Content

Sarandis Papadopoulos, Peter Swartz’s Republic of Letters: Recent Works on the U.S. Navy and Strategy in:

Sebastian Bruns, Sarandis Papadopoulos (Ed.)

Conceptualizing Maritime & Naval Strategy, page 155 - 178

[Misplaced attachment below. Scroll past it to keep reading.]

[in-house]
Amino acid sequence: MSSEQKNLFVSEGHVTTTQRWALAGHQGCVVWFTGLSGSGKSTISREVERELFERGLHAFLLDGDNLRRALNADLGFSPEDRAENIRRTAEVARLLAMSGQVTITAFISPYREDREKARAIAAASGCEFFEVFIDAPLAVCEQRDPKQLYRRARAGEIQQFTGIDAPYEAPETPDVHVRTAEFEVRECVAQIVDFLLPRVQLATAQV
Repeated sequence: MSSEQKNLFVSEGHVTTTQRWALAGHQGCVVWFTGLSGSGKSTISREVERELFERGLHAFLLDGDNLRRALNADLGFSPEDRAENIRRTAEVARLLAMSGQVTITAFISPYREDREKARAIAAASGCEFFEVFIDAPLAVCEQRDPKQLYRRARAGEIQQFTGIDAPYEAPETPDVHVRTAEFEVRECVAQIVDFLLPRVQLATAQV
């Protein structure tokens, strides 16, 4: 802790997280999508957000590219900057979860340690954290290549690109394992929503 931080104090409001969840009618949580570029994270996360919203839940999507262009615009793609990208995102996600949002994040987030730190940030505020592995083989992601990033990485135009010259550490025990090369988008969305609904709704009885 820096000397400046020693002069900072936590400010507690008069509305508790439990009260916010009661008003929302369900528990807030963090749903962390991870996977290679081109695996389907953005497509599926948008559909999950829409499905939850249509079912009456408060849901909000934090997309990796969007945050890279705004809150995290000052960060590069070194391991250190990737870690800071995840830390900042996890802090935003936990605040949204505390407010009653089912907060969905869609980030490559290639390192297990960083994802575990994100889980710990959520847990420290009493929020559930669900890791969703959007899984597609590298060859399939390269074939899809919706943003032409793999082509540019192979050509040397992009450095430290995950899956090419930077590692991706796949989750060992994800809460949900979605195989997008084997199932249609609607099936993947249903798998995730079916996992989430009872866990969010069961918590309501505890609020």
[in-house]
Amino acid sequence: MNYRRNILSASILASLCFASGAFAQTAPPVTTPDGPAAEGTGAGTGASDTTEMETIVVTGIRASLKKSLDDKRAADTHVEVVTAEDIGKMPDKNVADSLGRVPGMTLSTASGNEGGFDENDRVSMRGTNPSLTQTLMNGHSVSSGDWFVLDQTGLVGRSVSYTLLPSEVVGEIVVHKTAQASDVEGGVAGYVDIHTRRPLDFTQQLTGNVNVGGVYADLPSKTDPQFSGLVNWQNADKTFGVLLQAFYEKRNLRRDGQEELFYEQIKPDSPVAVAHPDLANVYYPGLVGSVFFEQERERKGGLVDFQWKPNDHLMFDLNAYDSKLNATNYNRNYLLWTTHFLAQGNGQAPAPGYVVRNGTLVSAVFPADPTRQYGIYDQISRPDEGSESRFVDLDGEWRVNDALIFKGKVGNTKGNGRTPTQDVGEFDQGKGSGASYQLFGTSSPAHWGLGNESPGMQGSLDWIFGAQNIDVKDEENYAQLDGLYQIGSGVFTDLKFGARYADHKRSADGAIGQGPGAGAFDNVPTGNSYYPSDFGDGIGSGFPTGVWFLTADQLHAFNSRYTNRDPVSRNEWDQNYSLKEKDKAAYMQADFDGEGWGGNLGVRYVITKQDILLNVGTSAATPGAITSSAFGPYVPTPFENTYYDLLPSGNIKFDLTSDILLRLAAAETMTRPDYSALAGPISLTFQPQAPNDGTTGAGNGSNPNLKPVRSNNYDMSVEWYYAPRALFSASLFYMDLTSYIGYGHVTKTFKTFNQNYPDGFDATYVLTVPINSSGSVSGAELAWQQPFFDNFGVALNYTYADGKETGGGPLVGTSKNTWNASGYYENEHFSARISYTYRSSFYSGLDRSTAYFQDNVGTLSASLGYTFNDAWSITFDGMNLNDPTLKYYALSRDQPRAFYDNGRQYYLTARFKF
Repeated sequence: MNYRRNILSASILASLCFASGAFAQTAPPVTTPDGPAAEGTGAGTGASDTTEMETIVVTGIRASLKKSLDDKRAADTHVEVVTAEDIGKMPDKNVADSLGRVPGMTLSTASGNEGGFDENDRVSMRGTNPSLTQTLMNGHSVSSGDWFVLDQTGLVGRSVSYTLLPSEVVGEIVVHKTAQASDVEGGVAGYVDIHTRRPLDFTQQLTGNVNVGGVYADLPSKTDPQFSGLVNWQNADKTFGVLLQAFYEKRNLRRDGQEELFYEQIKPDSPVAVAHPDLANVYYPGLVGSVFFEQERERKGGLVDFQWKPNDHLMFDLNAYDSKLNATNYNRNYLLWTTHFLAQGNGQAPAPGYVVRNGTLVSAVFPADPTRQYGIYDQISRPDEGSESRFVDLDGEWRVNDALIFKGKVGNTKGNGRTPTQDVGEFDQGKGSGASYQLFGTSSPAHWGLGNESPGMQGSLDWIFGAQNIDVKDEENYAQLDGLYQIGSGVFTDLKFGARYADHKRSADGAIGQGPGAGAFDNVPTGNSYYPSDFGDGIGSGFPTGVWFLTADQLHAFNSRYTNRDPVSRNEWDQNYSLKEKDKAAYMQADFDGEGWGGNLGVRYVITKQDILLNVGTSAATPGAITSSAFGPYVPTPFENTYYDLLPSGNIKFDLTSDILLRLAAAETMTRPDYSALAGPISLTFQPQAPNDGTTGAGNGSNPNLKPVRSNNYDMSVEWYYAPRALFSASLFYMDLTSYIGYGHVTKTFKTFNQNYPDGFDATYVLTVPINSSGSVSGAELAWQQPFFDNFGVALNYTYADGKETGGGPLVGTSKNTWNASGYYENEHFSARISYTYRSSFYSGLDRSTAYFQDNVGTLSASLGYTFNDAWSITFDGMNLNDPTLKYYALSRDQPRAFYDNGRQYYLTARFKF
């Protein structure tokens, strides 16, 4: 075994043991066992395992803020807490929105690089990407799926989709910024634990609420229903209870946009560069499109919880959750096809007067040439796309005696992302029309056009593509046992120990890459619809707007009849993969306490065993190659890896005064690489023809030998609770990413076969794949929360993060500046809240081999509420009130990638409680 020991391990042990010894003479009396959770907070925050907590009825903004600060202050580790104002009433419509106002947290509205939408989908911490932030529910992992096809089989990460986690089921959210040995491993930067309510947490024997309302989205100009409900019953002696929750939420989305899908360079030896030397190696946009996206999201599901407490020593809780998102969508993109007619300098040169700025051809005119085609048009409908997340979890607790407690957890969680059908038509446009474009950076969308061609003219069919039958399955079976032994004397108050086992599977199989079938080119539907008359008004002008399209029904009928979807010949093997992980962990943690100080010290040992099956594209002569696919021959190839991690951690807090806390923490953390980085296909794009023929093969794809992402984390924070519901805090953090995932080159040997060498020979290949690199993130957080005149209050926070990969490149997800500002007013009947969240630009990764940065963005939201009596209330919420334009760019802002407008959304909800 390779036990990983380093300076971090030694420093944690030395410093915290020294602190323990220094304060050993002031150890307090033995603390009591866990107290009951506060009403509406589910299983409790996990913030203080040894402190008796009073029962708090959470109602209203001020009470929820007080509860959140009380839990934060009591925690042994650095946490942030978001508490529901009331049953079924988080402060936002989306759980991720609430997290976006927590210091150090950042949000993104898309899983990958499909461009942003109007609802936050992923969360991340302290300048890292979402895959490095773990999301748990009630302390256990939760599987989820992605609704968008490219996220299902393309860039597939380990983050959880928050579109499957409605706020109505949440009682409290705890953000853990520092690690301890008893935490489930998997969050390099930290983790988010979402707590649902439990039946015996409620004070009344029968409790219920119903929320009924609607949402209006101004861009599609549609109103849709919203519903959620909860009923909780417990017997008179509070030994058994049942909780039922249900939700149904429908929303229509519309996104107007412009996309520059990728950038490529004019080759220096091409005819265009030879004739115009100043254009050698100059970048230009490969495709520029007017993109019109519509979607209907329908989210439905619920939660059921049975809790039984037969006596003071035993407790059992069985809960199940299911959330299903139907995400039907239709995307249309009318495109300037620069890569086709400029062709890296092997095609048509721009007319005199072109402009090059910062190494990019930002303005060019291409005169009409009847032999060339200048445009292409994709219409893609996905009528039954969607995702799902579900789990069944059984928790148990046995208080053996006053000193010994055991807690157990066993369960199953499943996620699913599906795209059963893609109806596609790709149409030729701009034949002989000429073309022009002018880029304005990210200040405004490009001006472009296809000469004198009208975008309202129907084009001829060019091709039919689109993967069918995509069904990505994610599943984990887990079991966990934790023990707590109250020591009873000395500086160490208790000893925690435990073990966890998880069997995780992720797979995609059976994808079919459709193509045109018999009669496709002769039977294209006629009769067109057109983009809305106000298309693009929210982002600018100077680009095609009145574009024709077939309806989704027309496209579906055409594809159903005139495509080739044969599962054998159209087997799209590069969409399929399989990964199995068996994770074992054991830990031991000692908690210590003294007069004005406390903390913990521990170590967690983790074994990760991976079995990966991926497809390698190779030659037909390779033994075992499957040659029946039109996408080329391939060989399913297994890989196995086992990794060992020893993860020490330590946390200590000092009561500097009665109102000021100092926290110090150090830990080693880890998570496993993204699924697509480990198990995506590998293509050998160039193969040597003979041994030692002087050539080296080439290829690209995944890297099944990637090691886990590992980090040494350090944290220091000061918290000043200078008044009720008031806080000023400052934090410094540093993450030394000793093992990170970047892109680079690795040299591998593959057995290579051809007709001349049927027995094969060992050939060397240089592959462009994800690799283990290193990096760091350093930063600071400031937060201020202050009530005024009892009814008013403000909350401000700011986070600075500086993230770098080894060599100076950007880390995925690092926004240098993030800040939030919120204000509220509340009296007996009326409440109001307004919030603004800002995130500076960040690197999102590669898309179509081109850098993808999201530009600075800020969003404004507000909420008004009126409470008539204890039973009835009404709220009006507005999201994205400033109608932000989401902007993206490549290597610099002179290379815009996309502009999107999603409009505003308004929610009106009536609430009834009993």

Festschrift for Captain Peter M. Swartz, United States Navy (ret.)

1. Edition 2020, ISBN print: 978-3-8487-5753-4, ISBN online: 978-3-8452-9915-0, https://doi.org/10.5771/9783845299150-155

Series: ISPK Seapower Series, vol. 3

Bibliographic information